menopause smoking

How smoking effects menopause

Have you continued smoking during your menopause journey? Smoking effects our hormones, which can lead to early menopause. It can also make menopausal symptoms worse. If you’re smoking and want to quit, read on for our top tips.

Smoking and early menopause

There have been numerous studies exploring the link between smoking and early menopause. It has been reported that heavy smokers are more likely to experience menopause 18 months earlier than women who do not smoke. Passive smokers are also affected. Women who have been exposed to second-hand smoke, i.e. women who live with a heavy smoker, can go through menopause earlier than non-smokers. The reason? Nicotine reduces circulating oestrogen levels causing oestrogen levels to fall faster. This reduction can lead to early onset menopause.

Smoking and menopause symptoms

Smoking has been linked to worsened menopausal symptoms such as hot flushes. 75% of menopausal women experience hot flushes which can affect women for an average of 5 years during menopause. Both current smokers and those with high BMIs are likely to have more frequent and more severe hot flushes than those who do not smoke. The exact link between smoking and greater hot flushes is unknown. The hypothesis is cigarette smoking increases the risk of hot flushes through the lowering of endogenous oestrogen concentrations in the body. It has been suggested that stopping smoking for 6 weeks can help improve this side effect.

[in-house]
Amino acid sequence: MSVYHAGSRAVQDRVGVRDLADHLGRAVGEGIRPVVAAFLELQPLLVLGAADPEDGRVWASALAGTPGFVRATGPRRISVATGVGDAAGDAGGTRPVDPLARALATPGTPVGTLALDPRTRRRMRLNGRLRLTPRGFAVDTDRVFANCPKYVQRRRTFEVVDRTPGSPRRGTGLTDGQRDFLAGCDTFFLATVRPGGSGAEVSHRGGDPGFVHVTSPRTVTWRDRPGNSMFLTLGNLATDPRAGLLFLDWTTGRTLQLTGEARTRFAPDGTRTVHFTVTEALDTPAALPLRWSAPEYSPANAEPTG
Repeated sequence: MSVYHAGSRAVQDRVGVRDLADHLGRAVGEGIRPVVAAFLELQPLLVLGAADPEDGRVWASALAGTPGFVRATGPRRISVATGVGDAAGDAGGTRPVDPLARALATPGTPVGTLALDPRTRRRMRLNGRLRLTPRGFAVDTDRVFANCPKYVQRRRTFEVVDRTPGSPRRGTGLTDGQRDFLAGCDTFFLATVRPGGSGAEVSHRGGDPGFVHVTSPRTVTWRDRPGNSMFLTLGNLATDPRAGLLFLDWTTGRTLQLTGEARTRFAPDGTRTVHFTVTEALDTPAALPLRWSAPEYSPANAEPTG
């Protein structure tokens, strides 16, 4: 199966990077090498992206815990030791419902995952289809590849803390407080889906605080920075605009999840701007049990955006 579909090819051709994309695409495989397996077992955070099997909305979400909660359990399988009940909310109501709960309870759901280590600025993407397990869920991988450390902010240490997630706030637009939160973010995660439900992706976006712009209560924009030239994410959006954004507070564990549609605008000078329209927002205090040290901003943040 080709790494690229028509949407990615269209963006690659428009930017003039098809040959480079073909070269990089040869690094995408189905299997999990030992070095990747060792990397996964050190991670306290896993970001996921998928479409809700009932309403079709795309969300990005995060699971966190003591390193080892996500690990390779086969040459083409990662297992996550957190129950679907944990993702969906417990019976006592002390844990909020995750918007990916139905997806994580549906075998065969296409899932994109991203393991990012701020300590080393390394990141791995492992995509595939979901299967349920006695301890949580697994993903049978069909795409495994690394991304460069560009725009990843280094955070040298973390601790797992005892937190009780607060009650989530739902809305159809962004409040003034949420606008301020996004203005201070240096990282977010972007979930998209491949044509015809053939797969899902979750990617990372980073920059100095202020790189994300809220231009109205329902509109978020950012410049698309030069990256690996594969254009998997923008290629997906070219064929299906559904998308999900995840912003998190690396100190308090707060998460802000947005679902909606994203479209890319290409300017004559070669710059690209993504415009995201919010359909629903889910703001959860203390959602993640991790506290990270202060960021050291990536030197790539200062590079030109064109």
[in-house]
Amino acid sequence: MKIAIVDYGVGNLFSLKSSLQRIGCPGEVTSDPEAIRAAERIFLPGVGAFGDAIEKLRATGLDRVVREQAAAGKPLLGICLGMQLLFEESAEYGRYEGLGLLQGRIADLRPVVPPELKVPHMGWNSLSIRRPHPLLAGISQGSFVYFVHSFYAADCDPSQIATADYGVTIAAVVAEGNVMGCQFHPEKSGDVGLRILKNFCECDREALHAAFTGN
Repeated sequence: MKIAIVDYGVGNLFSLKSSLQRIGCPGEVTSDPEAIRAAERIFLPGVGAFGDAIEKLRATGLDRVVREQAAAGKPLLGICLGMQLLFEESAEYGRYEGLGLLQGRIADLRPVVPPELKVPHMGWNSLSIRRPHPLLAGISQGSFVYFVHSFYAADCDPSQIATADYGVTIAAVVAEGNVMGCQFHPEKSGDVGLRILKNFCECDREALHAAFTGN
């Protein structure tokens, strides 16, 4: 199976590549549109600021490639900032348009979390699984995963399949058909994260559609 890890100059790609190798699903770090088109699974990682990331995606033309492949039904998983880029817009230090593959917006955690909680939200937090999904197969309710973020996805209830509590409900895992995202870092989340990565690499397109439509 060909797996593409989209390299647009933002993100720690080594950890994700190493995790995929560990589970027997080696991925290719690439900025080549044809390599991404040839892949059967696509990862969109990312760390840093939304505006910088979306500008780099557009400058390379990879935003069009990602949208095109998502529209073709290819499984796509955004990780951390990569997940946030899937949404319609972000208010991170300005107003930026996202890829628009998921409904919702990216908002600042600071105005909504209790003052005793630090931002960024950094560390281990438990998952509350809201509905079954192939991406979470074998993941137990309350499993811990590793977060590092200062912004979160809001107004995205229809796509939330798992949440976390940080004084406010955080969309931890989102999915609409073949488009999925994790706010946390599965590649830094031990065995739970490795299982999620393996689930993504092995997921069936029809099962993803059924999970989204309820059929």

How to quit

If you need help to quit smoking, there are plenty of resources that can aid you to kick the habit for good. The NHS offers free Local Stop Smoking Services (LSSS) that can boost your chances of quitting for good. Staffed by expert advisers LSSS offers information, advice and professional support during the first few months of quitting. You can download the free NHS Quit Smoking app where you can track your progress, see how much money you’re saving and seek extra support. There are also stop smoking treatments available. Speak to your GP or NHS stop smoking adviser for advice on what treatment might be right for you. We wish you luck with your smoke-free journey.